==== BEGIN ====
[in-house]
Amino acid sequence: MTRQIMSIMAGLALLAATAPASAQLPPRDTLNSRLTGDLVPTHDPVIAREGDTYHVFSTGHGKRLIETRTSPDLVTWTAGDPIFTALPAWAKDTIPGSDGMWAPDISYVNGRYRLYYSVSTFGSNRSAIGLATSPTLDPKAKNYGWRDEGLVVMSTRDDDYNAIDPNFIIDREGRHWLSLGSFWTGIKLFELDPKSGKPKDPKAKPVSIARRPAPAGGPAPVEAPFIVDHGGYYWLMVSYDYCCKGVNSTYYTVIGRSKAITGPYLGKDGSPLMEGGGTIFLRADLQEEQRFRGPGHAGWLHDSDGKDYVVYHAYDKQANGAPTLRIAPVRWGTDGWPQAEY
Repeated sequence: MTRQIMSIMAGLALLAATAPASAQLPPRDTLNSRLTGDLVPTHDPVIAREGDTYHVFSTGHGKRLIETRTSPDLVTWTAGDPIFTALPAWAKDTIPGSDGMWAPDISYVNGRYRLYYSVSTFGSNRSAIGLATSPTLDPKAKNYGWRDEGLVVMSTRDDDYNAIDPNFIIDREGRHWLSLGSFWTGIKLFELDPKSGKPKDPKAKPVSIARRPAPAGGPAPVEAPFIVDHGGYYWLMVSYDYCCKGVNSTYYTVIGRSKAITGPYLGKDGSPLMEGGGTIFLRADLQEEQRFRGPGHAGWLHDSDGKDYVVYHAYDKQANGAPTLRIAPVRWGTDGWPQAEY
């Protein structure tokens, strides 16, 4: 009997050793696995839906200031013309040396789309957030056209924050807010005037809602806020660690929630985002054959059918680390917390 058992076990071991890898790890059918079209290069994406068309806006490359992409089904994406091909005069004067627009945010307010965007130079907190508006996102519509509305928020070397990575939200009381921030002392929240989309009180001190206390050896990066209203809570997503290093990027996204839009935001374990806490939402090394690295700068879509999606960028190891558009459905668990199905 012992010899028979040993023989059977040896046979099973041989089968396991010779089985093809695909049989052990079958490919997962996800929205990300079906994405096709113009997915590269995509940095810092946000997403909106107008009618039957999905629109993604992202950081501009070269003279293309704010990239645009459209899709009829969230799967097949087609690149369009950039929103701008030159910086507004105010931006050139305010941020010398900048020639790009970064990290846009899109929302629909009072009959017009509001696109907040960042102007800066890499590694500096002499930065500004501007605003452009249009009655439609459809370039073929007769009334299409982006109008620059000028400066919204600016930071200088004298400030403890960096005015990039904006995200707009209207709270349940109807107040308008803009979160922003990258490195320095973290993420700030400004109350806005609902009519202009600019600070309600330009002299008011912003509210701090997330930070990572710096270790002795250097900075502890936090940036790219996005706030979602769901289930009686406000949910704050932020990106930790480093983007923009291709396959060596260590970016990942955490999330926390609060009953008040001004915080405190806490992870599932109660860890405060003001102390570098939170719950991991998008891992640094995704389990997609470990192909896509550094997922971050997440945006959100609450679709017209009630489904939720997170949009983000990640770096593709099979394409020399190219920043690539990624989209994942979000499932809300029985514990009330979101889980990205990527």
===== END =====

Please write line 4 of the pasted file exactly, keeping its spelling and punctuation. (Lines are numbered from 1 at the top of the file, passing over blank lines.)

């Protein structure tokens, strides 16, 4: 009997050793696995839906200031013309040396789309957030056209924050807010005037809602806020660690929630985002054959059918680390917390 058992076990071991890898790890059918079209290069994406068309806006490359992409089904994406091909005069004067627009945010307010965007130079907190508006996102519509509305928020070397990575939200009381921030002392929240989309009180001190206390050896990066209203809570997503290093990027996204839009935001374990806490939402090394690295700068879509999606960028190891558009459905668990199905 012992010899028979040993023989059977040896046979099973041989089968396991010779089985093809695909049989052990079958490919997962996800929205990300079906994405096709113009997915590269995509940095810092946000997403909106107008009618039957999905629109993604992202950081501009070269003279293309704010990239645009459209899709009829969230799967097949087609690149369009950039929103701008030159910086507004105010931006050139305010941020010398900048020639790009970064990290846009899109929302629909009072009959017009509001696109907040960042102007800066890499590694500096002499930065500004501007605003452009249009009655439609459809370039073929007769009334299409982006109008620059000028400066919204600016930071200088004298400030403890960096005015990039904006995200707009209207709270349940109807107040308008803009979160922003990258490195320095973290993420700030400004109350806005609902009519202009600019600070309600330009002299008011912003509210701090997330930070990572710096270790002795250097900075502890936090940036790219996005706030979602769901289930009686406000949910704050932020990106930790480093983007923009291709396959060596260590970016990942955490999330926390609060009953008040001004915080405190806490992870599932109660860890405060003001102390570098939170719950991991998008891992640094995704389990997609470990192909896509550094997922971050997440945006959100609450679709017209009630489904939720997170949009983000990640770096593709099979394409020399190219920043690539990624989209994942979000499932809300029985514990009330979101889980990205990527």